That has been a tough part of training for me, getting the miles in.  Running has always been a way to get outdoors, to see the city, to balance my undisciplined eating habits.  To run with any sort of plan, especially a plan where I have to get a certain (very large) number of miles in, sometimes in strange cities, is hard for me.  I'm not a good guesstimator and I hate figuring it out online, so this morning's 4 mile loop that I was hoping to do a couple of times to log 8 miles was actually only 2.5 miles.  Bummer.

But I got the miles in and this afternoon, I am as sore and tired as I have ever been running.  No fun.  But satisfying!

Day Fifty Eight: Still here, kind of

When I decided to write on this blog every day, along with running out of things to say I also I did not anticipate the difficulty I would have in finding decent and reliable internet during my travels.  The beach condo where we are staying has spotty internet and phone service, a fact that hasn't bothered me one bit in the eleven years I've been coming down here, but one that I find annoying when I'm trying to be disciplined.

Tuesday, July 5, 2011

Day Fifty Six: hands

Allison cuts hair and makes people feel good about themselves.

Monday, July 4, 2011

Day Fifty Five: My traveling companions

All The Cousins together.  Ages 4, 3, 2, and 1.  Aren't they lovely?

Day Fifty Four: Oh vacation!

We are on vacation with my husband's brother and his family.  We have four kids under five, four adults and one very small dog packed into a large condo on the beach.  It is a fun, joyful occasion that we have been repeating for a few years now.  

But holy cow, I am tired!

A week at the beach with these energetic young kids is exhausting.  Everyone is always going in four different directions.  The two littlest require full-time hands-on attention, especially around water, of which there is plenty here.  And then when the kids are sleeping or otherwise occupied in some reasonably non-harmful way, we adults are hastily planning the next move-- playground?  beach?  pool?  bike rides?-- quick!  Before someone wakes up!

There has hardly been a day since we arrived that everyone in the house isn't passed out before ten.  We're all exhausted.  Not that I'm complaining, mind you.  I have a wonderful extended family and these are four fantastic kids that are shot through with verve, sass, excitement and (surprisingly) really good manners and decent respect for one another.  The Cousins are a fabulous foursome and watching them grow up together is one of the great pleasures of my life.

I occasionally miss the old kind of vacation, the kind where you take a pile of paperbacks and some garbage magazines and sit on the beach for hours, coming in for a tomato sandwich, noon beer and nap on the couch.  I used to stay up late to watch movies and get up long after the sun had begun to really bake the beach.  Like so many other things in life with kids, I remember fondly the days when my time was exclusively mine, when naps and late nights were by choice, not necessity.  The transition was hardest in the first year.  I got very frustrated when my vacations felt "hijacked" by the little squalling, demanding bundle that was my first child.

It is different now.  I'm tired, sure (I'm the only one still awake by a full hour!), but now that I have fully wrapped my mind around what the "new normal" is per vacation time, I'm getting more comfortable with the fact that I can rest when I'm dead and that these stinky, sandy, loud little rugrats are worth every ounce of time and attention we give them.  I still get frustrated, tired, and aggravated and I still long for my book on the beach, but more often I enjoy getting sand in my bathing suit from all of the rolling about and castle building I do.  I love introducing the kids to snow cones and fireworks and boiled peanuts.  I'm working on reminding myself again and again that this time is really short and really, really valuable.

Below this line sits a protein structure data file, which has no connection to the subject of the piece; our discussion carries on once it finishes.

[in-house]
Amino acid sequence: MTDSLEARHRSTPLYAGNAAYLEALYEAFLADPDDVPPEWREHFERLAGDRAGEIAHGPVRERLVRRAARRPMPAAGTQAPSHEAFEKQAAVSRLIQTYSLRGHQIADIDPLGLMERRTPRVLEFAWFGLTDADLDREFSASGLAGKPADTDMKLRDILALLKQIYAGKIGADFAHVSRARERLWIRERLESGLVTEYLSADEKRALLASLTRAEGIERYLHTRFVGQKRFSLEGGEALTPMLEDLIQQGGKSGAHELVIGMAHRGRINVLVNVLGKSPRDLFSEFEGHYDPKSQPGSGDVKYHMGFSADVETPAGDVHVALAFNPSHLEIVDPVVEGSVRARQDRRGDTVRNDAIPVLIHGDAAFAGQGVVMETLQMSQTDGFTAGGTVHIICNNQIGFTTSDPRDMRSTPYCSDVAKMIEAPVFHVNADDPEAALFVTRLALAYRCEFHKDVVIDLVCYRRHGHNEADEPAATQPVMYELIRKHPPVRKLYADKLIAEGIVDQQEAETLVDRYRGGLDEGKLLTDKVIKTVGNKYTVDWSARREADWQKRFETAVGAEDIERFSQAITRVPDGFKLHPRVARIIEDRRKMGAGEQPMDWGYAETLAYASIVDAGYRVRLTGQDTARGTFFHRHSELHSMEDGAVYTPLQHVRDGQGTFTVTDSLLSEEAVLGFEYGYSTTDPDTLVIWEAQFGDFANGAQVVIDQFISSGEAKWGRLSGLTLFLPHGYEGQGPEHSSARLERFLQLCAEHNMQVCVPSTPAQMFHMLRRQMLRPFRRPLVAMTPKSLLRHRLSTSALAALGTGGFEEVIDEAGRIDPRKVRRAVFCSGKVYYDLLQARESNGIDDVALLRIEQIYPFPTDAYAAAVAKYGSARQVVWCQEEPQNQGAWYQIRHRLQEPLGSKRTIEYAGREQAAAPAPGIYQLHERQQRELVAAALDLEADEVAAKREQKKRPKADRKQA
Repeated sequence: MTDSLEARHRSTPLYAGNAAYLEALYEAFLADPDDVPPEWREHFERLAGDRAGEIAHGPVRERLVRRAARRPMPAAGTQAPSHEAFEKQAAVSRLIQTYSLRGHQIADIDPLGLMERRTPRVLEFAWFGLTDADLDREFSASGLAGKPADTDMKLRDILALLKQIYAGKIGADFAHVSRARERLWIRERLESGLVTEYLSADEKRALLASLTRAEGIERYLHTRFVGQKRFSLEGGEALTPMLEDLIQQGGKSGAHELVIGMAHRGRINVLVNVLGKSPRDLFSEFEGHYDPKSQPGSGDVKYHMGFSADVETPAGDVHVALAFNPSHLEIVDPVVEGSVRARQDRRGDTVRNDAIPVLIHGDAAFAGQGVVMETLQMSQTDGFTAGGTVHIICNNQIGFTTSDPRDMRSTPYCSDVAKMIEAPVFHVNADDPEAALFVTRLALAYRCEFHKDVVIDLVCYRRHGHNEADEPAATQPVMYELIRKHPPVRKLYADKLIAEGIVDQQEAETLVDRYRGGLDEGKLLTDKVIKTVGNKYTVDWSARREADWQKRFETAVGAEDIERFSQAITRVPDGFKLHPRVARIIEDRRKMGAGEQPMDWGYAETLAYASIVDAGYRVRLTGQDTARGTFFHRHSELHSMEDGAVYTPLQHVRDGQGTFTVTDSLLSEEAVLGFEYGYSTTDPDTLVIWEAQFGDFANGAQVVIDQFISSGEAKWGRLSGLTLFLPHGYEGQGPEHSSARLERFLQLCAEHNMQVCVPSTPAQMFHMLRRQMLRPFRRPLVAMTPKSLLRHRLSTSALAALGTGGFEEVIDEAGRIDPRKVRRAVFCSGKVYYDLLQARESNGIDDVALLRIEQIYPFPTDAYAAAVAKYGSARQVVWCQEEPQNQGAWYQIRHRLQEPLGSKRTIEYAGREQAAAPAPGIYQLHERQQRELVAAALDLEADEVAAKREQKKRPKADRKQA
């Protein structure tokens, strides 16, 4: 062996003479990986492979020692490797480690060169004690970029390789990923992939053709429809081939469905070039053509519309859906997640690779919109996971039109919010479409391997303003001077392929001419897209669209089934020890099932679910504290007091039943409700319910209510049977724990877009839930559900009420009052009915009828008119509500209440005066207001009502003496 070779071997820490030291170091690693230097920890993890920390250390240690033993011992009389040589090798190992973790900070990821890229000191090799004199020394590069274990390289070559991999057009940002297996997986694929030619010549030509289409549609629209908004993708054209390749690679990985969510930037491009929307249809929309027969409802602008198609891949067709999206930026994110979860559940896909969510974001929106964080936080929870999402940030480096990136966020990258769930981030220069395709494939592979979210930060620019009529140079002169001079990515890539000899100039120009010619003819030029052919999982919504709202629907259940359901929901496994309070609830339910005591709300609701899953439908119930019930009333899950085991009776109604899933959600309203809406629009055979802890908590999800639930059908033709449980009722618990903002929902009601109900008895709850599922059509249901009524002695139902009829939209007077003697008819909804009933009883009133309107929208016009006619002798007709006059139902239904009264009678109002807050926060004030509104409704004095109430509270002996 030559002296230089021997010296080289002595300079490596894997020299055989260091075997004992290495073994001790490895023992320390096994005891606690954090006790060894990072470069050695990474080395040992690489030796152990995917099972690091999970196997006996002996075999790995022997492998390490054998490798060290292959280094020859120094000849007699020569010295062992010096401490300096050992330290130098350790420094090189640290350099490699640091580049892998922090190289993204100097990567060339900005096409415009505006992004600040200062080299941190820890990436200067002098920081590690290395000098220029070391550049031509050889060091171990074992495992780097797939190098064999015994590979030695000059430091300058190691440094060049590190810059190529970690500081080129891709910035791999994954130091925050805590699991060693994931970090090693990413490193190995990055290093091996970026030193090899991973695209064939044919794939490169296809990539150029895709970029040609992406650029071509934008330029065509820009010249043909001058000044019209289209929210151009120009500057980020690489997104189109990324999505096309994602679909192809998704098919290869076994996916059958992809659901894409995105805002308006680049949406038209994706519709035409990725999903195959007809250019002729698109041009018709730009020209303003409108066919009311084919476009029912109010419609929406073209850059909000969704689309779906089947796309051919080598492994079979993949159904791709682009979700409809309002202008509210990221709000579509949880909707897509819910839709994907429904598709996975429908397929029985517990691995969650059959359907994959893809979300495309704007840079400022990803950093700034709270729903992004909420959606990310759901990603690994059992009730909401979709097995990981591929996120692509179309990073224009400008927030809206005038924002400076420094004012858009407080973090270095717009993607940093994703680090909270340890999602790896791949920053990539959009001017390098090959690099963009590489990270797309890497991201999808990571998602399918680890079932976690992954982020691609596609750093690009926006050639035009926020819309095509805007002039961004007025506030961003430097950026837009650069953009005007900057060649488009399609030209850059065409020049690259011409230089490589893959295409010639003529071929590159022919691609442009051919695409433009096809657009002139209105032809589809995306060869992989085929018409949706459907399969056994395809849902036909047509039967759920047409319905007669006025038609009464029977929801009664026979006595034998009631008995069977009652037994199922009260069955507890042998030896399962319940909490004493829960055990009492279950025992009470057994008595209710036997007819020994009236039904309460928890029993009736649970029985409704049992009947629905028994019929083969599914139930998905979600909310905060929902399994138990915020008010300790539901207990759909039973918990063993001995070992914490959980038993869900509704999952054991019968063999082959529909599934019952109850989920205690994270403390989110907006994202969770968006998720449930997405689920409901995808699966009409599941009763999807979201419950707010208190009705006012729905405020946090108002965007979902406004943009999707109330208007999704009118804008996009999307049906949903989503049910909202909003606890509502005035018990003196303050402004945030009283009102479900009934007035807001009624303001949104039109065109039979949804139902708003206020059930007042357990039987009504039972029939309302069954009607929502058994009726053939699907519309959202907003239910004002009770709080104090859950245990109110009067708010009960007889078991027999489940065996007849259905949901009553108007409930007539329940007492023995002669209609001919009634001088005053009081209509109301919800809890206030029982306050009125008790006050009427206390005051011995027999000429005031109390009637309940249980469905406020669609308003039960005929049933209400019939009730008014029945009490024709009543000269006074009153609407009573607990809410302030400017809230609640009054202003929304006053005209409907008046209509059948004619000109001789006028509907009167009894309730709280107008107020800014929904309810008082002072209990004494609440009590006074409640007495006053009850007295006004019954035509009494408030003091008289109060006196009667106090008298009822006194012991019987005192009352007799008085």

Saturday, July 2, 2011

Day Fifty Three: hands

Rob is a potter who has recently found inspiration for his art through prayer and meditation.

Friday, July 1, 2011

Day Fifty One: Trinity St. Augustine

My other's first cousin, Lyn, lives in St. Augustine, Florida.  The family and I had the pleasure of visiting Lyn and her husband, Wayne, in their beautiful house.  The house is amazing, built by a boat builder with so many nooks and crannies, creative storage, incredible views of the Matanza Bay and the Castillo de San Marcos.  The house is a perfect mix of old and new and is the kind of place I could explore for days, just to get all of the details committed to memory.

I visited Trinity St. Augustine, the oldest Episcopal church in Florida, established in the 1820's.  I attended the Wednesday healing service with Lyn.  It was a lovely service and very well attended for a midweek service.  They have an intense period of healing ministry in the middle of the service that involves not only the priest but also several healing ministers from the congregation.  It is an impressive ministry.

Trinity is a beautiful parish, though I have no pictures to prove it because it is the site of my camera's final demise.  Luckily, I was able to get some project shots in before it went for good.  I am looking forward to getting home so that I can get it fixed!  

Day Fifty: Scary Carrots

Our four year old son is a bit pirate obsessed in the way that only a four year old little boy can be.  He has no real sense of what a pirate did (or does, I guess), just loves the trappings of it: eye patch, hooks, boats, canons, swords.  It is fun to see piracy through his eyes, very romantic, almost heroic, without guile, thievery and killing.  I know the reality, I do, but like so many other things with children, it is a delight to see how the world looks to him, fresh and exciting, before it is tainted by the bother of reality.

Our kids went to the pirate museum in St. Augustine and had a fantastic time.  Said four year old still can't read, so instead, he got the visual feast of pirate images (carefully steered around the Chamber of Pirate Tortures) without any dose of reality at all.

Later in the day, he was describing the adventure to his younger cousin: "And then there was a scary carrot.  He was way up high and green and talked.  he was a really REALLY scary carrot.  No... wait... not a carrot... a... PARROT!! Yeah!  A parrot!"

Look out for scary carrots.